The Oral History of Zhang Xueliang is part of Columbia University’s Chinese oral history project. It is based on the transcripts of a series of 60 interviews with Zhang and his wife (Edith Chao 趙一荻) conducted by two Columbian scholars during 1991-1993. The transcripts and 145 audio cassettes of these interviews are now housed at the Peter H. L. and Edith C. Chang Reading Room in the Columbia University Library.
The current edition consists of seven volumes, including six volumes of transcripts carefully checked, edited, and annotated by Chinese scholars and one index and annotation volume. The Oral History not only recounts Zhang’s personal life but also contains his comments on many historical events he personally experienced and influential figures he met.
The most comprehensive, formal, and candid oral history of Zhang Xueliang published thus far.
Recounts Zhang’s personal life but also contains his comments on many historical events he personally experienced and influential figures he met.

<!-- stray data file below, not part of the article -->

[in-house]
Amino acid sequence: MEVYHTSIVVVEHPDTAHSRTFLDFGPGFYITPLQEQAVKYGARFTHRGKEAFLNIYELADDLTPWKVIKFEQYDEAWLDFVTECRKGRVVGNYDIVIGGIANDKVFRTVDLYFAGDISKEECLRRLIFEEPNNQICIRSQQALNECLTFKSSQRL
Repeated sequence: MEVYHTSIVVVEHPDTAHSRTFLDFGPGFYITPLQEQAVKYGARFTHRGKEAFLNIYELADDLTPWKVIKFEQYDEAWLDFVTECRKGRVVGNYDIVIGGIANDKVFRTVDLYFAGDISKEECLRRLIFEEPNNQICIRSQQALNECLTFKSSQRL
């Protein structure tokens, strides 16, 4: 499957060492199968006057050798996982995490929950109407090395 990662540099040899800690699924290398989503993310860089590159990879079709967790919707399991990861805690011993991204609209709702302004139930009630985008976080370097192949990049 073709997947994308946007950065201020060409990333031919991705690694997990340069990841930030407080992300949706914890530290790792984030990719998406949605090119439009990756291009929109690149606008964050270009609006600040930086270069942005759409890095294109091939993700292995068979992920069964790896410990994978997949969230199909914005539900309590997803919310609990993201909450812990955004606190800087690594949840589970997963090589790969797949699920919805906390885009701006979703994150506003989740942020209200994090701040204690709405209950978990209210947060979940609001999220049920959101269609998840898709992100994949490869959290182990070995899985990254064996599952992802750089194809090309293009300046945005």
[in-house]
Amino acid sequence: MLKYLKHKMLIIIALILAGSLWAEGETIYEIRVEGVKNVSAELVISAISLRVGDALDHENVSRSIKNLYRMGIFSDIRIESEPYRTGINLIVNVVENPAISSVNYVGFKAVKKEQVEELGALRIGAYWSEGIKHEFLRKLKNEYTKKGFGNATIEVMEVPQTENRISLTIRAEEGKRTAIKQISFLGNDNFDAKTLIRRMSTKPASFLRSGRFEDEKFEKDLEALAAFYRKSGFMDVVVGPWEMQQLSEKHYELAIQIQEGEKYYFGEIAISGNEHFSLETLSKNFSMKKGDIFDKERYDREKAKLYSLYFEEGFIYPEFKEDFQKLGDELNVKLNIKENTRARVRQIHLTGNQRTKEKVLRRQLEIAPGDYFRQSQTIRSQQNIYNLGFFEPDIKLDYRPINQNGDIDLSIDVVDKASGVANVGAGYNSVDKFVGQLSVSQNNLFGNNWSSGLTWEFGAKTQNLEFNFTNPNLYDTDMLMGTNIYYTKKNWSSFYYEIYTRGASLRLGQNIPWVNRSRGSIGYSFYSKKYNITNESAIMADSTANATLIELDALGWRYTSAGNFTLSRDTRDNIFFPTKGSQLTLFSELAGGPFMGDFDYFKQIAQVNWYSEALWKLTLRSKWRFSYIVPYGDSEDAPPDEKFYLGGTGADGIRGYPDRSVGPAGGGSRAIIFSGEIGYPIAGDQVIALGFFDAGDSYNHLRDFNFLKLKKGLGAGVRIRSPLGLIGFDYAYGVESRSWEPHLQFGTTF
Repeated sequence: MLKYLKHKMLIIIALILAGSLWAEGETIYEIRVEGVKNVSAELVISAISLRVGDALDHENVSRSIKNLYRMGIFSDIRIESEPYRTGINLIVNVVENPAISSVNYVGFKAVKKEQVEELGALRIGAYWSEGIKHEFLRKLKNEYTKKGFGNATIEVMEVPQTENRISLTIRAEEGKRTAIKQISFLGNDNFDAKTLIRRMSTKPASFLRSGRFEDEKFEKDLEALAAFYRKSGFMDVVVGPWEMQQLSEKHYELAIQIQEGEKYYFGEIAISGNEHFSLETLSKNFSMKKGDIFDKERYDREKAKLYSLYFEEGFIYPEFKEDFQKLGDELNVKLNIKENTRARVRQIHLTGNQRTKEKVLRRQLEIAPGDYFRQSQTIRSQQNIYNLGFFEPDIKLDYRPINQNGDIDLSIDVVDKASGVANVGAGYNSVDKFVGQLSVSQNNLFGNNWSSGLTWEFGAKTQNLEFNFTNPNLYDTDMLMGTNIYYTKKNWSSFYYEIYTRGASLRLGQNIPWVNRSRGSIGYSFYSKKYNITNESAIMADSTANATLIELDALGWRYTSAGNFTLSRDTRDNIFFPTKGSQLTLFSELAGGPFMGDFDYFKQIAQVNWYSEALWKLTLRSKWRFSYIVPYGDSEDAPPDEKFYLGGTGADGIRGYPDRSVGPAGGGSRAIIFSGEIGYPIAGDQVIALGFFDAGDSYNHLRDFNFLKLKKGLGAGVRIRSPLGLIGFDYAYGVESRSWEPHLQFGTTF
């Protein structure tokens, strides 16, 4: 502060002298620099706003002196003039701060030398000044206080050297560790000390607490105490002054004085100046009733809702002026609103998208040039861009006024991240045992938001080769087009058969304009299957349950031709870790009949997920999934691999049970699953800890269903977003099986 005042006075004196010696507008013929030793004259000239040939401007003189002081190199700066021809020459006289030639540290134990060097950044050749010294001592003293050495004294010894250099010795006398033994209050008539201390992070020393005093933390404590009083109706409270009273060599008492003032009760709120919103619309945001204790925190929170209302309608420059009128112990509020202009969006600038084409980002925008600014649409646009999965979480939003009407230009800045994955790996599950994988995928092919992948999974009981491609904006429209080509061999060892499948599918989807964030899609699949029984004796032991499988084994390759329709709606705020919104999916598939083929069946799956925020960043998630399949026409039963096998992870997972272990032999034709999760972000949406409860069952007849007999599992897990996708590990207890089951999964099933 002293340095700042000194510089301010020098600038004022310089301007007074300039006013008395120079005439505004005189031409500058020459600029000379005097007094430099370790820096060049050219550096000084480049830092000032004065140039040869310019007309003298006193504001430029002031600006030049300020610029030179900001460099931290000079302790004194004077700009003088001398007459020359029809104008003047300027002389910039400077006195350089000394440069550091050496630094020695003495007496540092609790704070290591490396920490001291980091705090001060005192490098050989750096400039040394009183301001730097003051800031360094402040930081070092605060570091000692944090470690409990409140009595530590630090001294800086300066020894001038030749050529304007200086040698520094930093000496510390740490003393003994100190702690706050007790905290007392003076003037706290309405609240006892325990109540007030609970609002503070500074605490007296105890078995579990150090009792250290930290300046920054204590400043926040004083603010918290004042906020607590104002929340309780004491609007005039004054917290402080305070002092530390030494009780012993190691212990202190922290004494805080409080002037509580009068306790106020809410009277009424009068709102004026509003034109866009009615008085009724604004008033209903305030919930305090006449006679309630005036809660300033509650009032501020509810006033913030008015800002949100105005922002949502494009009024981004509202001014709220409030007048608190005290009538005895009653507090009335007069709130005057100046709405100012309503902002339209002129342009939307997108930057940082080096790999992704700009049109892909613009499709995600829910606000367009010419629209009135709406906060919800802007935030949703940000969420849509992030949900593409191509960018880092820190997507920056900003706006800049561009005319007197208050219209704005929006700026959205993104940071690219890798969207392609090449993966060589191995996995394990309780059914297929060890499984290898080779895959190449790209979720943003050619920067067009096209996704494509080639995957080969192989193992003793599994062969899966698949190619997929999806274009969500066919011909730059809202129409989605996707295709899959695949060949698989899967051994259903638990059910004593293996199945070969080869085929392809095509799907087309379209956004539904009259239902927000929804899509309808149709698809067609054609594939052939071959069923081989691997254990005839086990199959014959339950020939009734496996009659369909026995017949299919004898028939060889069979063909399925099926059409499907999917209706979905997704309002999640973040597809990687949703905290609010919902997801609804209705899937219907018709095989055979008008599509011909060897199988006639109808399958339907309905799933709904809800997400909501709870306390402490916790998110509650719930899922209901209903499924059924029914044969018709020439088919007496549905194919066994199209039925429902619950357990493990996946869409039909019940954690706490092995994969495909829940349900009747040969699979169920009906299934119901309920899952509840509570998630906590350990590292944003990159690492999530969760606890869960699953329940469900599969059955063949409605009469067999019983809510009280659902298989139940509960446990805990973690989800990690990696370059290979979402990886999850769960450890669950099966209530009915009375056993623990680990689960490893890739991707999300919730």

All transcripts have been carefully checked, edited, and annotated by Chinese historians.
Zhang Xueliang or Chang Hsueh-liang (1901–2001) was the son of General Zhang Zuolin, a warlord from the northeastern part of China. After the assassination of his father by the Japanese in June 1928, he became the effective ruler of Manchuria and much of northern China, and later the Deputy Commander-in-Chief of the Nationalist Army when a full-scale war broke out between the two countries. As an instigator of the Xi’an Incident during which he kidnapped General Chiang Kai-shek, the then president of China, and forced him to forge a coalition with the Communists led by Mao Zedong to fight against the Japanese invaders, Zhang was detained by Chiang and spent over fifty years under house arrest in China and Taiwan. Set free in 1990, he moved to the US in 1995 and passed away in 2001.